Part Four: First Day in Basel | PRRT & Me


Our first night in Basel

2016-05-22 20.34.27When we woke up from our naps, we head down to the Marketplatz. There are a couple of ways to get there. When you walk out the front door of Rochat, take a left and walk to the alley, also known as Peterkirshplatz. When you get to the adjacent street, known as Petersgasse (and Nadelberg depending on where you are) you can either take the 80+ steps down to the Marketplatz or you can take a right on Petersgasse and wind your way down. We wanted to go to a restaurant I found on Yelp, while I was still using the hotel WiFi, so we decided to walk down the street rather than the steps. Along the street there are lots of beautiful, old buildings, shops and gardens to admire. It’s really a lovely stroll. There are many cross paths from here, with more steps and slopes to walk down, or you can walk all the way up to Spalenberg, which will loop you into the Marketplatz. Since it was after 6pm, most everything was closed, with the exception of bars and restaurants, but, it was fun to window shop. We found our restaurant and had our first meal in Switzerland. As a vegetarian, I was prepared to not have many meal options, but, was pleasantly surprised to find I always had choices no matter where I went. I ordered a delicious roasted vegetable rosti. Rosti is a typical Swiss meal, which is basically like a hash. Simple food, not fancy, but, excellent. This was sort of our first eye opener to actual prices in Switzerland – even though it was a pretty simple meal, it cost just under 80 CHF for the two of us. We didn’t order anything extravagant, it’s just prices are really that high – about double of what we would expect to pay in Minneapolis.  Ouch. Another thing you should know is that tips are built into the price of the food there, so you do not have to tip your servers. The price of our meal did not include extra tip.

Breakfast at Hotel Rochat

The next morning, we went down for breakfast in the hotel dining room. It has a very nice set up, with both hot and cold food items to choose from. They had scrambled and hardboiled eggs, sausage, a breakfast tater-tot like potato, breads, jams, sliced cheese, cereal, lunch meat, yogurt, pickled herring (blech!), and a delicious cold Swiss oatmeal.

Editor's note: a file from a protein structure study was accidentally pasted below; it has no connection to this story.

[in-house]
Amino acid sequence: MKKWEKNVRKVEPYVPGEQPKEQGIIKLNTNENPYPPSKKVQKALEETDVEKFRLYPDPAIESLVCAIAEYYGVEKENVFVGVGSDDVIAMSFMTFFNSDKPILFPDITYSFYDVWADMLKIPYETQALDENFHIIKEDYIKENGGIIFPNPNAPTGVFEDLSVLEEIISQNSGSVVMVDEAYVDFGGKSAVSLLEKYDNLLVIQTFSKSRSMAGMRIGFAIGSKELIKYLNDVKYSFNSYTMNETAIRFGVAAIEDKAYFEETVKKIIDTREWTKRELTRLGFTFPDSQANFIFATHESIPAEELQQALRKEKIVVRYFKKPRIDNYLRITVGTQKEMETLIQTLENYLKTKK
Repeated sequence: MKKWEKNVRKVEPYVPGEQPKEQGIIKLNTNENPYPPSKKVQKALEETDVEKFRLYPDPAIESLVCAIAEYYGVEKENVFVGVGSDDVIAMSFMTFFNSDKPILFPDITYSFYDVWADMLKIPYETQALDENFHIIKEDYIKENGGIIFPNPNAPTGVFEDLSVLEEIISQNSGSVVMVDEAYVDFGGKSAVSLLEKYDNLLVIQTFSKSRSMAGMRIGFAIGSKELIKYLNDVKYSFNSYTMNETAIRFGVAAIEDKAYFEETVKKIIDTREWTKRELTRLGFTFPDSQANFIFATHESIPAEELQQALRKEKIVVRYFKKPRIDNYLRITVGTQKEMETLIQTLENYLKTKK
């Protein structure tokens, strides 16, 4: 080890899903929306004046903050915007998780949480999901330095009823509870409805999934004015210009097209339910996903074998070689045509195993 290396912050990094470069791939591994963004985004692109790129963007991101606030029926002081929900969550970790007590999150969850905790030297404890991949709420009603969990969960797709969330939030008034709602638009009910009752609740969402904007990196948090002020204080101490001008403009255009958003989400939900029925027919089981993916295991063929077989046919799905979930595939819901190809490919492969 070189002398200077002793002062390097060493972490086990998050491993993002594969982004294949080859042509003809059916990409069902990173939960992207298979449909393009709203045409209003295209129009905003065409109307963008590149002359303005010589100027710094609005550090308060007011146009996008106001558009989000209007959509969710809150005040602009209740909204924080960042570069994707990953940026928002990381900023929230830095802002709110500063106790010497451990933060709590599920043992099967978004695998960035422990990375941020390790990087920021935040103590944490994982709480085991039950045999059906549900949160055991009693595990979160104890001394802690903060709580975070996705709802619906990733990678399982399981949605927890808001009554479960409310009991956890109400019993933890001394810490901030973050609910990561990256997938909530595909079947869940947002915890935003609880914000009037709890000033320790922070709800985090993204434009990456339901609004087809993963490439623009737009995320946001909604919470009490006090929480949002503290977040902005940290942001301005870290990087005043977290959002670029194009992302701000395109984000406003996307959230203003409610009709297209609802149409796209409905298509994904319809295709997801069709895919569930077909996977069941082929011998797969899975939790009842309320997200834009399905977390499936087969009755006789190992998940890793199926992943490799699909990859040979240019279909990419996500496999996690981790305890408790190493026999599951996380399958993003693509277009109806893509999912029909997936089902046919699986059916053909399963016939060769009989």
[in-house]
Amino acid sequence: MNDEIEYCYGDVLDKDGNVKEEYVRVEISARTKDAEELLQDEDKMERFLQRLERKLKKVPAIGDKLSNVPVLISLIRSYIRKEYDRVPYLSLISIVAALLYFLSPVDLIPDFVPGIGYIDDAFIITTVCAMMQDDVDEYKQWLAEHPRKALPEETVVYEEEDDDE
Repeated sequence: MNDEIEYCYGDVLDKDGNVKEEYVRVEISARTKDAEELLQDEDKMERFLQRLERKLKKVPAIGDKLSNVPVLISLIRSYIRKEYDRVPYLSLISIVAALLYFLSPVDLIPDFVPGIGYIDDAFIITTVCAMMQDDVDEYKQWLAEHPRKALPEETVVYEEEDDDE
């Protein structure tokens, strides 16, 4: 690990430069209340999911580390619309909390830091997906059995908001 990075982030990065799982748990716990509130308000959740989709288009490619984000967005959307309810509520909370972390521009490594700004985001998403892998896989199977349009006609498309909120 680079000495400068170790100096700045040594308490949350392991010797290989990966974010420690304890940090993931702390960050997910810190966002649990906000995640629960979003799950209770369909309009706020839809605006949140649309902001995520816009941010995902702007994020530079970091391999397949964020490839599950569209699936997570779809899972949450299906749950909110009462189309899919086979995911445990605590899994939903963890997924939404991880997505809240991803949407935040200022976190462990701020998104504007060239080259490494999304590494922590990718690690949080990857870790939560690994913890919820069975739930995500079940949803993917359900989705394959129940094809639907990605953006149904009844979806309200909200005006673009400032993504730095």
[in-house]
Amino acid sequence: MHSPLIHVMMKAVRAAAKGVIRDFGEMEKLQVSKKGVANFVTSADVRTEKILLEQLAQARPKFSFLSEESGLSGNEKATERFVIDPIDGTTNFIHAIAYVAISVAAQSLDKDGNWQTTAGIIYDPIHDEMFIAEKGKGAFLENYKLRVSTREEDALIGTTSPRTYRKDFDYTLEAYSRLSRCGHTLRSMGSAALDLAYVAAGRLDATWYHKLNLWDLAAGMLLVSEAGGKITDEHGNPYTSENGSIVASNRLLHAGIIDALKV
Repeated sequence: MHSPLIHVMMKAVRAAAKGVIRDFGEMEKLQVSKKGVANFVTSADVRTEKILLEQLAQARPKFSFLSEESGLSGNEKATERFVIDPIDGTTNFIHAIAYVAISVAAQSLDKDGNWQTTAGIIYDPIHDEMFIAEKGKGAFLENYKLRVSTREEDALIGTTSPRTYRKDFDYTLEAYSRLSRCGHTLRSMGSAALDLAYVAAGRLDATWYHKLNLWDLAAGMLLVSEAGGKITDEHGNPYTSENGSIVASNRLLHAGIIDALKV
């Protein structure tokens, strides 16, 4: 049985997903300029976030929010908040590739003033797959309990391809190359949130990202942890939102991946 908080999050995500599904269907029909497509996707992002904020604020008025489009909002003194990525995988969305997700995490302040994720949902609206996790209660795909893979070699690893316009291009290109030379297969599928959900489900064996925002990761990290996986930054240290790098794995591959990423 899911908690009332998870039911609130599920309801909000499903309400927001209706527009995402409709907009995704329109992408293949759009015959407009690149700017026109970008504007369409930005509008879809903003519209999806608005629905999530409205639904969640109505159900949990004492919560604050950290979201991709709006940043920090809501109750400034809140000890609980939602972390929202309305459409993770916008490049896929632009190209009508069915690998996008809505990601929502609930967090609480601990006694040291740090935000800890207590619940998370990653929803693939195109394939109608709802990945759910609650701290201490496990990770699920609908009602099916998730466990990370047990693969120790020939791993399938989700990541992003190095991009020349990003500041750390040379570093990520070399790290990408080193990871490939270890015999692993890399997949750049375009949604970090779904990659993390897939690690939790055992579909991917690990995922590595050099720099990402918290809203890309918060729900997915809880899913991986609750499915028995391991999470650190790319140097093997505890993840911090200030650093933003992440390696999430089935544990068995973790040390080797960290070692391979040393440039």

Off to buy a SIM Card

The first thing we did the next morning after our breakfast was to head down to the Marketplatz to get a Swiss SIM card for my mobile phone. While I didn’t anticipate having to make any phone calls, I did want to have a decent data plan in case we were out and could not access WiFi for bus schedules or a Yelp recommendation or even using the GPS on my phone. The closest store was Salt, but, there are also Mobile Zone‘s in the area that sell Salt, SwissCom and other local provider cards. Provided your mobile phone is unlocked (check with your carrier before you leave the U.S.), you can purchase a SIM card that will give you data and a local phone number. This was extremely useful when we needed GPS to figure out where we wanted to head next.

Coop, Migros & Denner Grocery Stores

We found a local grocer in the Marketplatz that was definitely a lifesaver. Coops are dotted throughout Basel and are great choices for picking up staples, snacks, water and even prepared meals. We didn’t find any Migros by the hotel, but, there are definitely some on the other side of the Rhine, which is a short walk or a short bus ride. Denner’s are supposed to be the least expensive grocery stores in Basel, but, we never found one. They are further out in the surrounding areas outside of Basel proper. You could buy very large bottles of water for roughly 1.25 CHF there, but, a small prepared salad was still about 8.00 CHF. Everything is quite expensive in Switzerland.

The next day was treatment day!

>>> Part Five

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Dawn Marie
Dawn Marie
Patient and advocate for better diagnosis, treatment and quality of life for people living with neuroendocrine cancers.
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Dawn Marie

Patient and advocate for better diagnosis, treatment and quality of life for people living with neuroendocrine cancers.